The increasing age has been linked to a reduction in cortical thickness. Salat et al. (2009) findings showed a phenomenon of a reduction of cortical thickness in the pre-central, post-central, occipital regions, cuneus, parietal cortex, superior frontal, and superior temporal. However, cortical thickening with increasing age was observed in medial frontal regions. Apparently, brain image properties tend to get altered during the adult-age lifespan. The pattern of change is regionally specific, and this can be used as a metric for neural aging and age-related neurological diseases.

The age-related brain tissue changes are regionally specific in the cortical area. However, the changes, in contrast, were significant in frontal regions whereby the white matter is mostly affected (Jin, 2010). There is the difference between cortical thinning and contrasts in advancing age; this may be linked to histological or pathological variation. It is possible that the changes in the cortical thickness may lead to contrast changes.

Aging is a risk factor for neurological problems. Alzheimers disease is diagnosed in persons who are above 65 years (Jin, 2010). Identification of molecular basis for neurological disorders pathology may help in understanding the aging process. The common symptom identifiable with Alzheimers disease in its early stage is the lack of ability to acquire new memories.

It is important to understand how biological aging theories explain abnormalities underlying dementia and Alzheimers disease. The adult brain hippocampus has endogenous neural stem cells that have been identified to play an essential role in memory functioning. The neural stem cells functionality is consistently decreasing with increasing age, while proper explanation of this phenomenon remains elusive (Jin, 2010). Telomeres maintenance helps the stem cells functionality in organs which have high cellular turnover, but telomere division usually decreases as age increases. It has been observed that there is DNA damage associated with shortening of the telomeres, and oxygen free radicals mostly elicit the damage. Thus, there is an interaction of two theories, i.e. free-radicals theory and somatic DNA damage; the ultimate results involve impaired brain functioning. According to telomere theory, when telomere achieved a particular length, the cell stops replicating and dies, leading to the eventual death of the whole organism. Telomere theory is still a form of DNA damage theory; thus, the damage to telomeres or reduction in their functionality causes an impaired memory due to reduced cell division in the hippocampus region. The cross-linking theory can explain the presence of Lewy bodies which cause brain damage, and this observation is evidenced by the presence of Lewy bodies in dementia (Dementia with Lewy bodies) and identification of proteins strangle, plaques and tangles in the case of Alzheimer's disease. The existence of alpha-synuclein proteins deposits in case of Parkinson's disease dementia is a precise testimony that cross-linking biological theory of aging is valid; it can explain pathological brain changes that are associated with neurodegenerative disorders.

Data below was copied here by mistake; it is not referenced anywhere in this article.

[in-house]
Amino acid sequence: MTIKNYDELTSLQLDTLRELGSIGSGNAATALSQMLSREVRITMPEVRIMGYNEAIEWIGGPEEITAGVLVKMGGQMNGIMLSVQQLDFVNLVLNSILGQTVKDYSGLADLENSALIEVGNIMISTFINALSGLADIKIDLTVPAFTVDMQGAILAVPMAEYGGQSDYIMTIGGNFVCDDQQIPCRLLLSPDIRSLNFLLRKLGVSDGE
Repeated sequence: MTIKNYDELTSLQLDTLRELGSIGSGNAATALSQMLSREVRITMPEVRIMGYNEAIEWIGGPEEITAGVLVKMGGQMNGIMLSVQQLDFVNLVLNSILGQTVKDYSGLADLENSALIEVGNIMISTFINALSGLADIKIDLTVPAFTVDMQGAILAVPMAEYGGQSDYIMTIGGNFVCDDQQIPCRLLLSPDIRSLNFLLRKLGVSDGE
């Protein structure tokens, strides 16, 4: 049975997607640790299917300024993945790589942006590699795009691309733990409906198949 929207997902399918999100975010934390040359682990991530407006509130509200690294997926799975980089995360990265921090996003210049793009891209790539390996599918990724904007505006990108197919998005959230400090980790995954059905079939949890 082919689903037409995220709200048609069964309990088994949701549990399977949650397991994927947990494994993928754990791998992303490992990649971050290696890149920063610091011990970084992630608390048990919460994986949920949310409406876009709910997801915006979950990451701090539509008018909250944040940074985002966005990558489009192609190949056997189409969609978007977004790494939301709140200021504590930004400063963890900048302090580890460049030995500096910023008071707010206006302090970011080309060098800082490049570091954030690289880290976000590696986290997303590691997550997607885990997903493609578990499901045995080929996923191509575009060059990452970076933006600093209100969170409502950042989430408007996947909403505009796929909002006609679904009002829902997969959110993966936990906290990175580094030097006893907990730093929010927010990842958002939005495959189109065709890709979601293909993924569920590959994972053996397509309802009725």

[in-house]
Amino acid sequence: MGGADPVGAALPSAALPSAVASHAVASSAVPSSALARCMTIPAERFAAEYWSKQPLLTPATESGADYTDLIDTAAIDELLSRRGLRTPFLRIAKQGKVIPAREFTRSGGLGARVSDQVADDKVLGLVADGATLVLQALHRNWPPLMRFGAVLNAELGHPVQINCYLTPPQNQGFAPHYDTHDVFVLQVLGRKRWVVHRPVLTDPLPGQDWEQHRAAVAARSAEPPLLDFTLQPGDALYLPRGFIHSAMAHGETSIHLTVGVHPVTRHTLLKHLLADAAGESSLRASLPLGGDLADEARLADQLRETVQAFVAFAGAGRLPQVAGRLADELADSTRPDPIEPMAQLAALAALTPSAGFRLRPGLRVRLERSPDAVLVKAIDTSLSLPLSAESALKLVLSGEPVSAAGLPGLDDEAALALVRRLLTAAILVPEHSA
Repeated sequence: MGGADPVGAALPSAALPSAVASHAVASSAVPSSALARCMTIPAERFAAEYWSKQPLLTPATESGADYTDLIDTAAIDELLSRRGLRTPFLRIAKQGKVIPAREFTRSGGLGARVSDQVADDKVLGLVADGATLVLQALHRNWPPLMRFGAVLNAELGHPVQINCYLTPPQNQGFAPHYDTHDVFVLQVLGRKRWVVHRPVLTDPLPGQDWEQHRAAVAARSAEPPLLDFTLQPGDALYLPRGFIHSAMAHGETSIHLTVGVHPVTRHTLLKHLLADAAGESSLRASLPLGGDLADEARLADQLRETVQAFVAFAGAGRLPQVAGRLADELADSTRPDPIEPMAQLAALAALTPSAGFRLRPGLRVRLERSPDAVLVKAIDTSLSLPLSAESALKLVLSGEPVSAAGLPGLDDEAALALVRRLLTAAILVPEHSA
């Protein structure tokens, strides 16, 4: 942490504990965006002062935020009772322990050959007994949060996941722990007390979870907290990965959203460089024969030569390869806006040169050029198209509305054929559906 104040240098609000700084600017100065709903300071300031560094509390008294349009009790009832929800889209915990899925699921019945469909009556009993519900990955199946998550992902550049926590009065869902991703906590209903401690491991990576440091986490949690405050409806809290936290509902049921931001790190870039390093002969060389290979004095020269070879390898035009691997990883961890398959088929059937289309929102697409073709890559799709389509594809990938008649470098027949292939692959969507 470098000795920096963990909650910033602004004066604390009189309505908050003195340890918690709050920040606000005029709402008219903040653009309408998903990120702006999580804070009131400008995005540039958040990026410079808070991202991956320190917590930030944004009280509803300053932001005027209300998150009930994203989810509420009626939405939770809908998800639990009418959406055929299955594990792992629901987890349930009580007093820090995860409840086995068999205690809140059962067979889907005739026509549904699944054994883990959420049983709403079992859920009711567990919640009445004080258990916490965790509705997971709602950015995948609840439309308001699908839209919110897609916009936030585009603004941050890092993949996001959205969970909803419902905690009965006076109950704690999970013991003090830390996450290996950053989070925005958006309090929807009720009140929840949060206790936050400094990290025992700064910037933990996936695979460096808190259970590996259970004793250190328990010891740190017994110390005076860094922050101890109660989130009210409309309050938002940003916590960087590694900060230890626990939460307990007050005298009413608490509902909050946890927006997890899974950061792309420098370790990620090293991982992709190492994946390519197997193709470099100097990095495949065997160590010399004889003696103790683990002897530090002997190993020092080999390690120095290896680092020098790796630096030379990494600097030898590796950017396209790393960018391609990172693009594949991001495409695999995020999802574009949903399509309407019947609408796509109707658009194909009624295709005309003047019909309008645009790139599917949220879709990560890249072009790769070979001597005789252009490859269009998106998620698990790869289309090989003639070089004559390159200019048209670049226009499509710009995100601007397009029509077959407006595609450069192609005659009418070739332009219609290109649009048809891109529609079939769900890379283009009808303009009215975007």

Dementia

Dementia means a decline in mental ability which interferes adversely in daily life. It is a progressive but not specific disease. Its wide range of symptoms associated with mental decline is sufficient to make an individual unable to cope with life activities (Hooyman, Kawamoto, & Kiyak, 2014). Some of the symptoms that validate the diagnosis of dementia include impaired functioning associated with memory, language and communication as well as lack of focus and attention, visual perception, reasoning and judgment. Dementia is a general term describing different conditions which can be classified as types of dementia. The various forms of dementia include vascular dementia, dementia with Lewy bodies, Alzheimers disease, mixed dementia, and Parkinsons disease dementia, amongst others.